ETA Kevin Mills tells of an incident that happened the first time he stepped on the stage in Las Vegas to perform. Quite unexpectedly, Kevin fell to the ground in front of a full house. If not for Kevin’s quick thinking, it could have been a very embarrassing situation. It was during the decade when the catchphrase “I have fallen and I can’t get up” was at its height of popularity. Kevin’s use of the campy and timely phrase was met with rounds of laughter from the sympathetic audience, and Kevin went on to have an excellent performance.
ETA Matt Cage’s DVD, Three Decades of Elvis, recorded at the Empire Theatre in Belleville in2014, is a cache of entertaining comments and behaviour. In his first set he saunters across the stage and gives an approving thumbs-up to his own poster. In the second set, Matt, wearing the ’68 leather suit, says to the audience, “If you see a guy outside with a motorcycle looking really cold, don’t tell him where his suit is, okay. Keep that between just us friends.” And then he adds, “One thing I learned just a minute ago, changing into a leather suit while you’re sweating, ain’t that easy I’ll tell you…I almost worked harder back there, then I did out here. In his third set, Matt, gets a laugh even when he isn’t trying to be funny. Dressed in his peacock jumpsuit, he says, “Thank you very much,” just like Elvis, and everyone laughs. He says, “That wasn’t a joke.” Then he continues, “So what do you think of my suit? I bought it at Wal-Mart—a Rollback Special.” The more exuberant, post intermission, audience prompts Matt to ask, “What did you folks get into at the intermission? Whatever it was, I want some!” After he is given a note about someone’s birthday, he asks the audience if anyone else is celebrating a birthday. So many people raise their hands that Matt comments, “Let’s go back nine months…what was going on? It must have been cold or something.” And when he hears something fall from his suit, Matt makes the audience laugh with his quick wit, “I’m falling apart. I just knocked a jewel off.” Picking up the jewel, he walks towards the audience saying, “There’s fifteen bucks. I’ll tell you what, here you go (handing the jewel to an audience member). You take that, put in a drawer for about 10 or 15 years; and when you take it out, it will still be worth nothing.” The audience found the unexpected twist in Matt's comment very amusing.
Humorous moments have a way of bonding an ETA with an audience. At a recent show at Flamboro Downs, ETA Bruno Nesci, who was performing for the first time at this venue, changed the words in Stuck on You from “gonna run my fingers thru your long black hair” to “gonna run your fingers thru my long black wig” as he stroked his hair indicating that it was a wig. The audience, many who were seeing Bruno for the first time, laughed because they knew Bruno, in his humorous way, was answering their question, “Is it, or isn’t it?”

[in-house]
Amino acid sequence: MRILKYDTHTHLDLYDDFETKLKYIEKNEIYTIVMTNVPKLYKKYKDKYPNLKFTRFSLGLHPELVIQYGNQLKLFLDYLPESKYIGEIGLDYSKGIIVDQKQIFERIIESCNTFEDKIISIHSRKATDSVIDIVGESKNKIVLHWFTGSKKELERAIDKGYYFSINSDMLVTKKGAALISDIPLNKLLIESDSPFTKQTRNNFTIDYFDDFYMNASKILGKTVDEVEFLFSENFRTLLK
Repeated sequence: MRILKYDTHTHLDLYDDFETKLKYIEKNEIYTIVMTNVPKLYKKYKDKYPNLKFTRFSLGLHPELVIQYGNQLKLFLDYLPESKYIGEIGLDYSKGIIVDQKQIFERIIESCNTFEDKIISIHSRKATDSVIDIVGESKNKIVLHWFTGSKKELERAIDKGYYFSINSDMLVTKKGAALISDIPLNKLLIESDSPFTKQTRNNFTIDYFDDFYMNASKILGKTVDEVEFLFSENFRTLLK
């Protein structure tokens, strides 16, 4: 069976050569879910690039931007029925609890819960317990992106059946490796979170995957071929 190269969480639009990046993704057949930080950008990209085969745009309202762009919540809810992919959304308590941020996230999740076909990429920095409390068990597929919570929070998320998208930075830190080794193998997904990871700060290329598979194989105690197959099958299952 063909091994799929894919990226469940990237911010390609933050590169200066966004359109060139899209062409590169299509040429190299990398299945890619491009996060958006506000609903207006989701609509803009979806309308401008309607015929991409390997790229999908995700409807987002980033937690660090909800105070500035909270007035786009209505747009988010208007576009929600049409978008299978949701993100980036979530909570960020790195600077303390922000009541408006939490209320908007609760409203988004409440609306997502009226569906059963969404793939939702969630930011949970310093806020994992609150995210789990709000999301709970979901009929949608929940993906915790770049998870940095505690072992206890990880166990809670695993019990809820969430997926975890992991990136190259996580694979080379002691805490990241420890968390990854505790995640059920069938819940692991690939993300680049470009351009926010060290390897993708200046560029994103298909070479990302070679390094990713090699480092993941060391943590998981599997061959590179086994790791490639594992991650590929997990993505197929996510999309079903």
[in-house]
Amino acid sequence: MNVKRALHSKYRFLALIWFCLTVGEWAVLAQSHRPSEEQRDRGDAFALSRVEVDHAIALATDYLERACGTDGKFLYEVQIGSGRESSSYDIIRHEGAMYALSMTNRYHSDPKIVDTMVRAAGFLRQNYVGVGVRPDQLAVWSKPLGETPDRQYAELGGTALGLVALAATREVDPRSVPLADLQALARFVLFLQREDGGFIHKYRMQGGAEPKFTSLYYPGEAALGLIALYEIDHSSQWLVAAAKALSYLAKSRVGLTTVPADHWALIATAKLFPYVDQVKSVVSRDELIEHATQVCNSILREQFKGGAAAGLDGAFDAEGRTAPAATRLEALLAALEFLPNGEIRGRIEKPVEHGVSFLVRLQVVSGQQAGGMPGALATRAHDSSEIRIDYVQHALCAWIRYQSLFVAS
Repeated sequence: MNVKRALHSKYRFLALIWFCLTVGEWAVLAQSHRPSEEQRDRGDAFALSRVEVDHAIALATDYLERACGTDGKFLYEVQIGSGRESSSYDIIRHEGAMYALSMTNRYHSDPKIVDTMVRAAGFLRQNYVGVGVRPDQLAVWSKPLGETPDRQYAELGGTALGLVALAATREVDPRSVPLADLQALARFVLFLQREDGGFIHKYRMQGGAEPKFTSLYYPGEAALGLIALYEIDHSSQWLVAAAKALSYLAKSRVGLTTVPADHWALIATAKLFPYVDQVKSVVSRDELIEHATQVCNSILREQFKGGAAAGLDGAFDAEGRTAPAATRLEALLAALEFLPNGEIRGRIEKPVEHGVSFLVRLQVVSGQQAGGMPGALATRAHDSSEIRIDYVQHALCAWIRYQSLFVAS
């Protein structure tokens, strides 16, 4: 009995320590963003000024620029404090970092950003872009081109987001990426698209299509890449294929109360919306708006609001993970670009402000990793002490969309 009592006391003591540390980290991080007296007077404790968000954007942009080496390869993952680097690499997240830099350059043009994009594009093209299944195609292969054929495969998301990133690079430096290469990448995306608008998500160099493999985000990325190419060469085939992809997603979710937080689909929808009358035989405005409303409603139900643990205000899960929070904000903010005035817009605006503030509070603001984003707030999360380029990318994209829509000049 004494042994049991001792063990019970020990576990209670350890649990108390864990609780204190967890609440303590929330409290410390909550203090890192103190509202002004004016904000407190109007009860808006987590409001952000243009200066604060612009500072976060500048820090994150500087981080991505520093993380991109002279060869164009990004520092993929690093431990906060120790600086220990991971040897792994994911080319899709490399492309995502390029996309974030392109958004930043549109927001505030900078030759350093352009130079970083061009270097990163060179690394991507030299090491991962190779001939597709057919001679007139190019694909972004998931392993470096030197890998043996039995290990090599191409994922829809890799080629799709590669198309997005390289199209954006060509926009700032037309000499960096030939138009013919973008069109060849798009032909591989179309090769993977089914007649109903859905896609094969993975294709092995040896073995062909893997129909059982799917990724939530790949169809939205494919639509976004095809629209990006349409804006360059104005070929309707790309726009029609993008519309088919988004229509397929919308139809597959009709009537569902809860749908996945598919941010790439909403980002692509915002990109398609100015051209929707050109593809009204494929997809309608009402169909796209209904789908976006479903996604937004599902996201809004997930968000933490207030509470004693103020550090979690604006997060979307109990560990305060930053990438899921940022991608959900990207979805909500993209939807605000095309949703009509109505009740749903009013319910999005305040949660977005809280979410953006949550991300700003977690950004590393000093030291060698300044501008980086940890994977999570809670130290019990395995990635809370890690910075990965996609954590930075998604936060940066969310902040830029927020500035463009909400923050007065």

Some humorous ETA moments are more visual than verbal. During ETA Bruce Stewart’s show, also at Flamboro Downs, there were lots of laughs when Bruce led a conga line around the floor. Bruce spent more time off stage than on stage that night, stopping by each table sharing one-on-one moments with appreciative audience members, and, in good fun, holding a lot hands and kissing a few cheeks. Bruce's wife, Blaze, joined him on stage for a lively and fun filled performance of Viva Las Vegas, much to the delight of the audience.
I have been at several concerts these past few months and have seen and heard first-hand the humorous actions and comments of the ETAs I have mentioned; however, I haven’t had the pleasure of seeing seasoned ETA Shawn Klush perform live. I was fortunate, therefore, in finding a video of Shawn’s very amusing performance at the Collingwood Elvisfest which fits in nicely in an article about Elvis, ETAs, and humour.
It isn’t often that we get to see nine ETAs on stage at the same time where they rely on humour, and not singing, to entertain an audience. In 2007, the BBC aired a special celebrity edition of the game show The Weakest Link where nine international ETAs competed to win money for their favourite charity. Of special interest to Canadian ETA fans, Gino Monopoli from Toronto, Ontario, and Gordon Hendricks from the UK and Germany’s Oliver Steinhoff, who both have Canadian fans and friends through their title winning competitions and performances in Canada, were part of the panel of nine contestants. If you do not know gameshow hostess, Anne Robinson, I am going to warn you that she is known for her acerbic comments. Anne has rightfully earned the nickname “Queen of Mean". The ETAs handle her viper-tongued comments with charm and humour and even silence her when they are given a chance to sing. There are some very funny moments during the program that I hope you enjoy.
There are probably hundreds, maybe even thousands, of humorous ETA moments that others have experienced with their favourite Elvis Tribute Artists over the years. I have given a few examples from my own experiences and research. If you are an ETA, or if your are an ETA fan, or if you are connected to the ETA world in any way, I would like to include your humorous stories in this article. Please send your stories to firstname.lastname@example.org.
Thank you very much. Carolyn MacArthur, Editor.